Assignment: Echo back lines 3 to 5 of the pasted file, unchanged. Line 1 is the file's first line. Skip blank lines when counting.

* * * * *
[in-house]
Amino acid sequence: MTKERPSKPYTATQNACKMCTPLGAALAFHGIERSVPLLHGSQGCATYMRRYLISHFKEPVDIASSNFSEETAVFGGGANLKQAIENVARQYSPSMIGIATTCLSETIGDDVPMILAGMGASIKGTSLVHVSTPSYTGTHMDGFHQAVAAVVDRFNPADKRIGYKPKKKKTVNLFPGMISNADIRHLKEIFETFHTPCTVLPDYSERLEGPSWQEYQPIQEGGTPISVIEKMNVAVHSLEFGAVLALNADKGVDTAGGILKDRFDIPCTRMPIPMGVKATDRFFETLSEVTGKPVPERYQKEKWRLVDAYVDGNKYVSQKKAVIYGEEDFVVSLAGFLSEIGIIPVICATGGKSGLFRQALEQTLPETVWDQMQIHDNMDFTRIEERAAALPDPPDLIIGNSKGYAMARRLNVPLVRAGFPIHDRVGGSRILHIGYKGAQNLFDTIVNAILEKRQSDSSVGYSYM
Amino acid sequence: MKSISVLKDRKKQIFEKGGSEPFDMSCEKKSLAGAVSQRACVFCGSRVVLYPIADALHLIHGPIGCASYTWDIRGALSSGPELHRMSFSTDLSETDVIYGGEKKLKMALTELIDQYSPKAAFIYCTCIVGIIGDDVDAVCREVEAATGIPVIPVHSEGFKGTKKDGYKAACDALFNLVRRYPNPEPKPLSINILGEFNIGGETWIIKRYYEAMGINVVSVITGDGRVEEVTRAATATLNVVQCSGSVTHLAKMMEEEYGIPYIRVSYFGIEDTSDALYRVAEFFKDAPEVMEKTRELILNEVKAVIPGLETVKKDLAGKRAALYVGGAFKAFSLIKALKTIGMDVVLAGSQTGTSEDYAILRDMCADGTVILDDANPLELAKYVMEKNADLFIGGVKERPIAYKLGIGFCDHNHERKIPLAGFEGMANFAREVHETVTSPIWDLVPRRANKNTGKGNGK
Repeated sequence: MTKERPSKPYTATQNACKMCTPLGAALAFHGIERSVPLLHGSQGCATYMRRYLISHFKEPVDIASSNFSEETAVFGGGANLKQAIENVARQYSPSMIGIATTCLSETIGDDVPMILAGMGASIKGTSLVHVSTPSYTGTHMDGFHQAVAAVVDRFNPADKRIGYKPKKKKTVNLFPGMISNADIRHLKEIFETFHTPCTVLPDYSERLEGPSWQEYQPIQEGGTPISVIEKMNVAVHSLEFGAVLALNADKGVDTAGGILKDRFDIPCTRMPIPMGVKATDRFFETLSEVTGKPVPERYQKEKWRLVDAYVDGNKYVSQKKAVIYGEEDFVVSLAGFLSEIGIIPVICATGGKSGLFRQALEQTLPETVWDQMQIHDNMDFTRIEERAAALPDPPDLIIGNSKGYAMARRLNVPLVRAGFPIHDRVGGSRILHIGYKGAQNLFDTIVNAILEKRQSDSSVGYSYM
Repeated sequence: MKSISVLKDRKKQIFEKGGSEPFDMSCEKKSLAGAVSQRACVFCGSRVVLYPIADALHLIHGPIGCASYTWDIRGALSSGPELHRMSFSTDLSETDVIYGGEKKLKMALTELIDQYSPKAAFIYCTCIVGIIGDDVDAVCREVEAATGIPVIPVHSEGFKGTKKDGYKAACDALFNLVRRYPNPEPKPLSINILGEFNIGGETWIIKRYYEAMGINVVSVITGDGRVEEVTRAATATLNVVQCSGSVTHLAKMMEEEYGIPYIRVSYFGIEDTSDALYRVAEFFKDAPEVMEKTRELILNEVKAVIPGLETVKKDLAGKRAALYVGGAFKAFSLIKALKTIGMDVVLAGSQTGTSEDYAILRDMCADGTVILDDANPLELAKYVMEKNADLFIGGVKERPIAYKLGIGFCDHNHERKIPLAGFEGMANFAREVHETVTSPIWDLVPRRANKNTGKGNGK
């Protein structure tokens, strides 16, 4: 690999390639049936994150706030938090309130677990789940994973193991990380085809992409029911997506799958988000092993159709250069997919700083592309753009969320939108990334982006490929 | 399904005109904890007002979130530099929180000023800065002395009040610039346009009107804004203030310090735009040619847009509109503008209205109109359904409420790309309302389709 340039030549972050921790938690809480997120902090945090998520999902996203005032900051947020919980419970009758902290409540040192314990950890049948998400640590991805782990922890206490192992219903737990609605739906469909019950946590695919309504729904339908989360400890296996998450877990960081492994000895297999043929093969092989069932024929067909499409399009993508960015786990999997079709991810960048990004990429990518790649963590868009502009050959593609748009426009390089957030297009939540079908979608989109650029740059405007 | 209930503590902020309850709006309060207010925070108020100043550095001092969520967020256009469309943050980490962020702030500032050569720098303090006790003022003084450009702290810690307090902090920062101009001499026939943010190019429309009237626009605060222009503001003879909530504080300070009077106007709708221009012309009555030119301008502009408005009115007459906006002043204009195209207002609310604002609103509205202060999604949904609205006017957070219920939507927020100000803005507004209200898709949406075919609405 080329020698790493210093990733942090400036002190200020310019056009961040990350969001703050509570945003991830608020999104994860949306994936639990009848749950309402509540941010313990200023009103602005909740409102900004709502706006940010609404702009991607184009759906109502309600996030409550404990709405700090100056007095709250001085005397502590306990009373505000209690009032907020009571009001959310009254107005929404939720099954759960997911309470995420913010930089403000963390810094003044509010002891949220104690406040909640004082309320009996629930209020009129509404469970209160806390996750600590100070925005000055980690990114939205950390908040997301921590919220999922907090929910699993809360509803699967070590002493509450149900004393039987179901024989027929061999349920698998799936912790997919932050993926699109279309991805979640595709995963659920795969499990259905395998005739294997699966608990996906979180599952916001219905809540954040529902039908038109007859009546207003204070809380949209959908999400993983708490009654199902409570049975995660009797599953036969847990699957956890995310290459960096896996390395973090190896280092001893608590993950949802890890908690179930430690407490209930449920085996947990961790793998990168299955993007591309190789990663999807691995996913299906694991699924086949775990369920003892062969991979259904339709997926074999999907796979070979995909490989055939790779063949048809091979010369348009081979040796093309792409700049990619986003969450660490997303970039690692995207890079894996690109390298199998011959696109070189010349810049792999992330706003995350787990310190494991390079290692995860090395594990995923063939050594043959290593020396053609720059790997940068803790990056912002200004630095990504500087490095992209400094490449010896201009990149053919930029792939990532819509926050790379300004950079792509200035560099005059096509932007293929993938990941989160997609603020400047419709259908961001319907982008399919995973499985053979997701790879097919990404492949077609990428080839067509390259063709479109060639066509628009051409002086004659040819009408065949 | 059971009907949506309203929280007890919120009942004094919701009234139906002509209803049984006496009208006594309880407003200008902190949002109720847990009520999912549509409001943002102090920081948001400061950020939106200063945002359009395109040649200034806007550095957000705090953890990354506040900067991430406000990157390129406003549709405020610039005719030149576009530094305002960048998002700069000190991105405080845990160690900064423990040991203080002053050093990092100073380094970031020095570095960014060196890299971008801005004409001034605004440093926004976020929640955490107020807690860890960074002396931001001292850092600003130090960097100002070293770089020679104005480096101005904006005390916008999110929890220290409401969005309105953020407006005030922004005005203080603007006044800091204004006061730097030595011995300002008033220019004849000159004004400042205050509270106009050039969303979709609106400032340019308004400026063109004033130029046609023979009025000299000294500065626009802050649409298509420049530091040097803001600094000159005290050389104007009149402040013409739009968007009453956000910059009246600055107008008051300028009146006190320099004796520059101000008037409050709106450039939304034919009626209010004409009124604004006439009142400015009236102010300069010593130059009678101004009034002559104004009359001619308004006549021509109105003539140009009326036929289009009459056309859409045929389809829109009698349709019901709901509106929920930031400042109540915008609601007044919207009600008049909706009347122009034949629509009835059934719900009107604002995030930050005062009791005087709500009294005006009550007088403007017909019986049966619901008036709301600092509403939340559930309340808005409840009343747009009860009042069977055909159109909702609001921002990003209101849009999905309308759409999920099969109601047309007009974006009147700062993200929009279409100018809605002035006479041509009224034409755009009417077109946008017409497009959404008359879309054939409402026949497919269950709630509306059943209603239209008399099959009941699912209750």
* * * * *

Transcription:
Amino acid sequence: MKSISVLKDRKKQIFEKGGSEPFDMSCEKKSLAGAVSQRACVFCGSRVVLYPIADALHLIHGPIGCASYTWDIRGALSSGPELHRMSFSTDLSETDVIYGGEKKLKMALTELIDQYSPKAAFIYCTCIVGIIGDDVDAVCREVEAATGIPVIPVHSEGFKGTKKDGYKAACDALFNLVRRYPNPEPKPLSINILGEFNIGGETWIIKRYYEAMGINVVSVITGDGRVEEVTRAATATLNVVQCSGSVTHLAKMMEEEYGIPYIRVSYFGIEDTSDALYRVAEFFKDAPEVMEKTRELILNEVKAVIPGLETVKKDLAGKRAALYVGGAFKAFSLIKALKTIGMDVVLAGSQTGTSEDYAILRDMCADGTVILDDANPLELAKYVMEKNADLFIGGVKERPIAYKLGIGFCDHNHERKIPLAGFEGMANFAREVHETVTSPIWDLVPRRANKNTGKGNGK
Repeated sequence: MTKERPSKPYTATQNACKMCTPLGAALAFHGIERSVPLLHGSQGCATYMRRYLISHFKEPVDIASSNFSEETAVFGGGANLKQAIENVARQYSPSMIGIATTCLSETIGDDVPMILAGMGASIKGTSLVHVSTPSYTGTHMDGFHQAVAAVVDRFNPADKRIGYKPKKKKTVNLFPGMISNADIRHLKEIFETFHTPCTVLPDYSERLEGPSWQEYQPIQEGGTPISVIEKMNVAVHSLEFGAVLALNADKGVDTAGGILKDRFDIPCTRMPIPMGVKATDRFFETLSEVTGKPVPERYQKEKWRLVDAYVDGNKYVSQKKAVIYGEEDFVVSLAGFLSEIGIIPVICATGGKSGLFRQALEQTLPETVWDQMQIHDNMDFTRIEERAAALPDPPDLIIGNSKGYAMARRLNVPLVRAGFPIHDRVGGSRILHIGYKGAQNLFDTIVNAILEKRQSDSSVGYSYM
Repeated sequence: MKSISVLKDRKKQIFEKGGSEPFDMSCEKKSLAGAVSQRACVFCGSRVVLYPIADALHLIHGPIGCASYTWDIRGALSSGPELHRMSFSTDLSETDVIYGGEKKLKMALTELIDQYSPKAAFIYCTCIVGIIGDDVDAVCREVEAATGIPVIPVHSEGFKGTKKDGYKAACDALFNLVRRYPNPEPKPLSINILGEFNIGGETWIIKRYYEAMGINVVSVITGDGRVEEVTRAATATLNVVQCSGSVTHLAKMMEEEYGIPYIRVSYFGIEDTSDALYRVAEFFKDAPEVMEKTRELILNEVKAVIPGLETVKKDLAGKRAALYVGGAFKAFSLIKALKTIGMDVVLAGSQTGTSEDYAILRDMCADGTVILDDANPLELAKYVMEKNADLFIGGVKERPIAYKLGIGFCDHNHERKIPLAGFEGMANFAREVHETVTSPIWDLVPRRANKNTGKGNGK